A less common type of semiconductor laser is one where carriers are generated by optical pumping, rather than electrical injection. These lasers are referred to as optically pumped semiconductor lasers (OPSL's). In this case, the pump light is absorbed within the semiconductor structure and generates carriers, which in-turn diffuse toward the active layers (thick or quantum-sized) where they recombine to emit photons at a different wavelength. Despite the different method of generating carriers as compared to the standard diode laser, the carriers distribute themselves in a similar manner. In the case of multiple quantum wells emitting light at different wavelengths, one quantum well will prevail and disallow the others from reaching a lasing threshold.
 Techniques that are external to the laser device, such as an external cavity with a grating, can force a laser to emit at a particular wavelength. These external techniques can therefore be used to select the emission wavelength of a laser from the range of wavelengths that the active regions are capable of producing (i.e., its bandwidth). Semiconductor lasers containing multiple wells in the same laser cavity have been successful in producing lasers with en extended bandwidth. However, simultaneous emission of more than one wavelength from the same cavity of a semiconductor laser has not been accomplished using either a standard diode design or an optically pumped design.
 Inter-subband quantum cascade lasers (QCL's), which appeared in 1994, are not considered to be standard semiconductor diode lasers, They are capable of producing lasers that emit at more than one wavelength. They differ from standard lasers in that the emission of a photon occurs as a result of transitions within only one band and therefore involves only one type of carrier. There is no disappearance of carriers during the emission of a photon as is the case with standard lasers (see U.S. Pat. No. 6,091,751). The same electron may furthermore be used several times in several quantum wells in crossing the structure, and may thus emit several photons. In its path crossing the structure, the electron can be forced to undergo transitions that are not all equivalent in energy. Because stimulated emission at one wavelength does not preclude reaching stimulated emission at another wavelength, two or more wavelengths can, in principle, be emitted simultaneously from such lasers. Moreover, QCL's also allow the population of additional electronic levels within the conduction band to produce simultaneous lasing emission at more than one wavelength. The drawback of manufacturing multi-wavelength lasers using QCL's include the fact that the different wavelengths tend to be closely separated, not independently engineered, and require highly complicated epitaxial structures.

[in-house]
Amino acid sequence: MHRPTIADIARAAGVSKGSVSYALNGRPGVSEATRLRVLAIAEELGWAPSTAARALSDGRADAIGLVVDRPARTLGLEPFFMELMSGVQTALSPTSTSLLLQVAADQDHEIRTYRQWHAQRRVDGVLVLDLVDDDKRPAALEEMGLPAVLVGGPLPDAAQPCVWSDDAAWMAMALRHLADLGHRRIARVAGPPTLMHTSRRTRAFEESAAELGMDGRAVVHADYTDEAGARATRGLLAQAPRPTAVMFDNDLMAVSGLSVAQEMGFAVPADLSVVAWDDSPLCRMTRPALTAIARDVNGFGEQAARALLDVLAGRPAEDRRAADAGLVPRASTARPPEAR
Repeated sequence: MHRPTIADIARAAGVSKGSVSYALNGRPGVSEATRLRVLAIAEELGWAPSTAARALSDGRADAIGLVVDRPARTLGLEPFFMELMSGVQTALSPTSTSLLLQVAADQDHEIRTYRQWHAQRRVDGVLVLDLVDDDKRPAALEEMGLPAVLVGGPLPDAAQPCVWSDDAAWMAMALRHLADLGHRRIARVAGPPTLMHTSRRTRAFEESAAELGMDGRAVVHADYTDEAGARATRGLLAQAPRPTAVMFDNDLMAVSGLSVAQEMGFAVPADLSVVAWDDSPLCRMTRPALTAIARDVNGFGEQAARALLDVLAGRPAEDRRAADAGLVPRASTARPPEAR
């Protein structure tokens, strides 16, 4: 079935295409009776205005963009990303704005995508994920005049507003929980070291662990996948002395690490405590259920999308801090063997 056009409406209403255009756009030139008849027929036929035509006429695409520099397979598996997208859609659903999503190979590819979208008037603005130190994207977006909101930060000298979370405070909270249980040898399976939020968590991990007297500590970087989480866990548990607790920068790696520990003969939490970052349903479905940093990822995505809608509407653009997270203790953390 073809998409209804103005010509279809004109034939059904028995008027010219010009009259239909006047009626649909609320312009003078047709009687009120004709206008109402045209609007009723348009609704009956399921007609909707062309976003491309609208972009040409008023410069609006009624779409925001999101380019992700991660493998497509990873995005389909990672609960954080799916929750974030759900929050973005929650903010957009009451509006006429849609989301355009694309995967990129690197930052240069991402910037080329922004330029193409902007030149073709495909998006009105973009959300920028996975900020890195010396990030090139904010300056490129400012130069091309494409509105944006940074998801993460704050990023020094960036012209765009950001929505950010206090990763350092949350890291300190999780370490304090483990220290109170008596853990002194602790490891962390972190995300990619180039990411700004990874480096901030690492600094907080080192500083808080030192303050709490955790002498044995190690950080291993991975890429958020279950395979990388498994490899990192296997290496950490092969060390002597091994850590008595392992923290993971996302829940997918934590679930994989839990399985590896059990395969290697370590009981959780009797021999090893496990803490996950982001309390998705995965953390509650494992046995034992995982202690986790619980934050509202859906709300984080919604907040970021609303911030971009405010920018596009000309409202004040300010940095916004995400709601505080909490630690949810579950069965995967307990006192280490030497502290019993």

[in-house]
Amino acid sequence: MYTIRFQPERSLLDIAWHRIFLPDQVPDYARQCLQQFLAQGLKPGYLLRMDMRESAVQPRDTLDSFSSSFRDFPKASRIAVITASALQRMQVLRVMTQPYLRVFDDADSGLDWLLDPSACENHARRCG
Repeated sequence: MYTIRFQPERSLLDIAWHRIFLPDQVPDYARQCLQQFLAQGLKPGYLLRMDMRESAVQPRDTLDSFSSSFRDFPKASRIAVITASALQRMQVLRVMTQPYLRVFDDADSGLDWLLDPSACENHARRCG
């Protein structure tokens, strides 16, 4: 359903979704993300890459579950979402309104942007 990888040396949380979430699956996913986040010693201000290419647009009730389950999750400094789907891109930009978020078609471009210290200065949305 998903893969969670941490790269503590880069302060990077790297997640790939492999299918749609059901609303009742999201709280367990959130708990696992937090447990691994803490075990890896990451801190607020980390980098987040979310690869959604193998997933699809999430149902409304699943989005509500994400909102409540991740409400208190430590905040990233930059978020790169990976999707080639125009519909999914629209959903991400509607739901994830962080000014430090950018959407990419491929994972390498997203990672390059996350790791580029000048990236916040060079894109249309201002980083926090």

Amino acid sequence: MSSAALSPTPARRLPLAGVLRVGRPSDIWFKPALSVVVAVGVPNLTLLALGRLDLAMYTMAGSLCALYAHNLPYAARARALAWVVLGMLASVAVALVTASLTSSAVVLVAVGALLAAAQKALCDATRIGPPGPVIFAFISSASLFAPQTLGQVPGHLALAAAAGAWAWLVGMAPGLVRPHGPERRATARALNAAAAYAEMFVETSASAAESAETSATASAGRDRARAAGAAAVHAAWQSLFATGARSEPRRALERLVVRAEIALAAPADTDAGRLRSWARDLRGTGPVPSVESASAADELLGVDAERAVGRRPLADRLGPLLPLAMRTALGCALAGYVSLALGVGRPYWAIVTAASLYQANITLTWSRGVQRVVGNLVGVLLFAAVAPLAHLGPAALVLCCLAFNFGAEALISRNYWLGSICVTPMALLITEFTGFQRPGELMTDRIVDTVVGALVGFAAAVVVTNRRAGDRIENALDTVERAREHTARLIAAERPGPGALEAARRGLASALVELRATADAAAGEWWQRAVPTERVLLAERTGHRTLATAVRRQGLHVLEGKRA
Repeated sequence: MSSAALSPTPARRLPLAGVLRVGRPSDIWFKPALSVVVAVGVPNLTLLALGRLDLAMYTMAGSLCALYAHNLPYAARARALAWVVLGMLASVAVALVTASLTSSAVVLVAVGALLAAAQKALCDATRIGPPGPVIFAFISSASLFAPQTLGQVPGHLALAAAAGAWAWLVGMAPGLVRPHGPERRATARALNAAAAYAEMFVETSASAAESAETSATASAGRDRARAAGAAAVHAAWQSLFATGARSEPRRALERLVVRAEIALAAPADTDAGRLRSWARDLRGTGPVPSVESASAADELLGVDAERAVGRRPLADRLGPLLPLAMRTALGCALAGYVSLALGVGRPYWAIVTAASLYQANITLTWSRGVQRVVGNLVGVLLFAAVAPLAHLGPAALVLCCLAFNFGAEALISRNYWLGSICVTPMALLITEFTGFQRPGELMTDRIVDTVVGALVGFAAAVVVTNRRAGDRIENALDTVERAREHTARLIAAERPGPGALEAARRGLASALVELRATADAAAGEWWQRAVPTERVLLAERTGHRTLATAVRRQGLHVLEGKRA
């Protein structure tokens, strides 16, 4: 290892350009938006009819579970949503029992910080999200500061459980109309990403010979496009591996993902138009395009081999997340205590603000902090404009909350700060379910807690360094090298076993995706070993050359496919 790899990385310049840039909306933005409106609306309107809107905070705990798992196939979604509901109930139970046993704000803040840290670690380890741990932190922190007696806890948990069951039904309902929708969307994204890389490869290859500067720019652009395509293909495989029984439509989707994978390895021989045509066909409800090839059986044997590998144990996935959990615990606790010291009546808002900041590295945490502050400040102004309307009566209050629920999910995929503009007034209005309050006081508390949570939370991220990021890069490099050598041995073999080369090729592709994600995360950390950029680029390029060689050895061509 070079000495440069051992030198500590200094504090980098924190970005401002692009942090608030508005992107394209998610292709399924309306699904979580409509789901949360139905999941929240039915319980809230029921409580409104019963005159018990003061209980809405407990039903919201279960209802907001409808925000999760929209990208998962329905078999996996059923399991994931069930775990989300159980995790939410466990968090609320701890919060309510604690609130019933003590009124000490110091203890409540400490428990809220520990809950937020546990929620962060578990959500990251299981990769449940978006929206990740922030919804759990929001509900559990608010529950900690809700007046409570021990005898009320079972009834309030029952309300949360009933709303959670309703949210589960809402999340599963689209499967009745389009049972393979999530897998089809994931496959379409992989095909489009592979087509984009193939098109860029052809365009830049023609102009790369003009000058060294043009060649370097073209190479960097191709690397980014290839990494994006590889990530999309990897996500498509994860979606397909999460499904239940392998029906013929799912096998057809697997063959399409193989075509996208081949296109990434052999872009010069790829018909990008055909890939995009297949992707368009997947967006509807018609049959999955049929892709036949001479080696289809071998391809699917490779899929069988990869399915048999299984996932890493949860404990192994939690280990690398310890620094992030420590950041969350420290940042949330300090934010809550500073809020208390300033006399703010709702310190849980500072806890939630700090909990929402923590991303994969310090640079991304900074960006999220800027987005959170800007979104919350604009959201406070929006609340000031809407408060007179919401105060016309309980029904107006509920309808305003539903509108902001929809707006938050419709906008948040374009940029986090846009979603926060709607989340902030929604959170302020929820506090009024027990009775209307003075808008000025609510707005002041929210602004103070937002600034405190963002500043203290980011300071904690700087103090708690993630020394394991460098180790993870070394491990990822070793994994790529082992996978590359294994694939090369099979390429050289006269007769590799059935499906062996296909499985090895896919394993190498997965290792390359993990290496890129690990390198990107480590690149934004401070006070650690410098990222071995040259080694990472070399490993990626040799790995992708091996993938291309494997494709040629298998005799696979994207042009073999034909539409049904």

Accordingly, there is a need for an OPSL that can simultaneously lase at a plurality of wavelengths from the same cavity or emit within a broadly tunable wavelength range.
 In a preferred embodiment, an optically pumped semiconductor laser capable of simultaneously emitting a plurality of wavelengths is disclosed. The pump wavelength absorbing region is subdivided into n+1 regions by n partition layers. The partition layers are composed of a material that is transparent to the pump wavelength, but an electronic barrier to carrier diffusion and epitaxially compatible with other layers of the semiconductor laser structure. One or more essentially identical quantum well structures are located within each subdivided region of the absorbing region. The quantum well structures of at least one the subdivided regions is fabricated to emit at a different wavelength than any other subdivided region, so that two or more wavelengths may be simultaneously emitted. The number of essentially identical quantum wells within a given subdivided region can be varied to vary the relative intensity of its emitted wavelength. Or, the relative intensity of the emitted wavelengths can be varied by increasing or decreasing the volume of the absorbing medium by the positioning of the partition layers.